The Bangko Sentral ng Pilipinas (BSP) said big banks’ outstanding loans continued to decline by 4.5 percent year-on-year in March, higher than what was reported in February of 2.7 percent.
“Credit activity remained tepid on banks’ tighter lending standards as a resurgence in coronavirus cases dampened the domestic economic outlook,” said the BSP late Monday.
As bank lending remained weak, the BSP also reported an expansion in domestic liquidity or M3 growth of 8.3 percent year-on-year to P14.2 trillion, also in March. The M3 growth was, however, slower compared to February’s 9.4 percent.
Net of reverse repurchase (RRP) placements with the BSP, bank lending on a month-on-month seasonally-adjusted basis, dropped by 0.12 percent. M3 growth n a month-on-month seasonally-adjusted basis, rose by 0.7 percent.
Outstanding loans to residents minus RRPs declined by 3.9 percent while non-residents’ loans contracted by 20.4 percent, said the BSP. Outstanding loans to non-residents include loans by foreign currency deposit units.
In peso value, bank lending net of RRPs amounted to P8.98 trillion in March.
Lending for production by economic activity dropped by 3.2 percent year-on-year to P7.89 trillion while consumer loans to residents also decreased by 9.9 percent in March to P837.48 billion due to the decline in credit card and motor vehicle loans by 10 percent each.
The BSP noted that outstanding loans to major industries decreased. Lending to wholesale and retail trade and repair of motor vehicles and motorcycles declined by 9.7 percent in March to P1.04 trillion, while lending to the manufacturing sector also dropped by 5.5 percent to P985.10 billion. Loans to the financial and insurance activities likewise decreased by 5.1 percent to P851.17 billion.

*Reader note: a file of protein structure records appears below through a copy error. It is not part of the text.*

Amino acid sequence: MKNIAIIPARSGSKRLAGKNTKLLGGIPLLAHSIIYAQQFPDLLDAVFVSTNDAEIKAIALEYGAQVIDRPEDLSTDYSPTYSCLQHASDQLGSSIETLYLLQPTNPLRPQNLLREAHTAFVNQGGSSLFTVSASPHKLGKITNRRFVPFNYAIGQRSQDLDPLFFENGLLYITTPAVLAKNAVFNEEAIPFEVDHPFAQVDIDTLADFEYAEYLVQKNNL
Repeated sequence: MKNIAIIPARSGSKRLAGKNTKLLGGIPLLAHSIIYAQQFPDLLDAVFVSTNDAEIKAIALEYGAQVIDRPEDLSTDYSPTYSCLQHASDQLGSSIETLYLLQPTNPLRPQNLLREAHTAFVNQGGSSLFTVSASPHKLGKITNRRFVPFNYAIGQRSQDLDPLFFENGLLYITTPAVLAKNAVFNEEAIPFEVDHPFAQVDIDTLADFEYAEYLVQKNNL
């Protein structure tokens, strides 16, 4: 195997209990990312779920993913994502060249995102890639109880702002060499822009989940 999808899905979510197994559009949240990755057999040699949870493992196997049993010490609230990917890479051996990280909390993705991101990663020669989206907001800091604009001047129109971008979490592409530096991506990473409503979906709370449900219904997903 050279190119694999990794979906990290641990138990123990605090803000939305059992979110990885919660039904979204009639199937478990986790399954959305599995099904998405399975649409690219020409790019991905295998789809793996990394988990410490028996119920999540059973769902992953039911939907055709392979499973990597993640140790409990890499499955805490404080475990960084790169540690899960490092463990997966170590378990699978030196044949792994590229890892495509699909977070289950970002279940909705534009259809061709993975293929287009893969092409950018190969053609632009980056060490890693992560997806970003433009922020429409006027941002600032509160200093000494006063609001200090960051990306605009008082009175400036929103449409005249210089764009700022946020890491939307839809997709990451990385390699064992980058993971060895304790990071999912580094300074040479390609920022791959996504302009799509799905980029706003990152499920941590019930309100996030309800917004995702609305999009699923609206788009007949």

The BSP said it will “continue to keep its monetary policy stance supportive of the government’s initiatives to address the pandemic” and that it “stands ready to take appropriate measures as needed to ensure ample liquidity and credit in the financial system, consistent with its price and financial stability objectives.”
In a separate report, the BSP said domestic claims increased by 5.6 percent year-on-year in March versus 5.7 percent in February and they attributed this to the modest expansion in net claims on the central government despite weak bank lending activities.
Net claims on the central government rose by 47.4 percent in March compared to 46.5 percent in February from the sustained borrowings by the National Government.
As for net foreign assets (NFA), in peso terms, the BSP said this increased by 18.1 percent in March from 21.8 percent in February. “The expansion in the BSP’s NFA position reflected the increase in the country’s level of gross international reserves relative to the same period a year ago,” it added. Banks’ NFA also registered an increase but at a slower pace. “Banks’ foreign liabilities continued to decline, albeit at a slower pace, on account of lower bills payables,” said the BSP.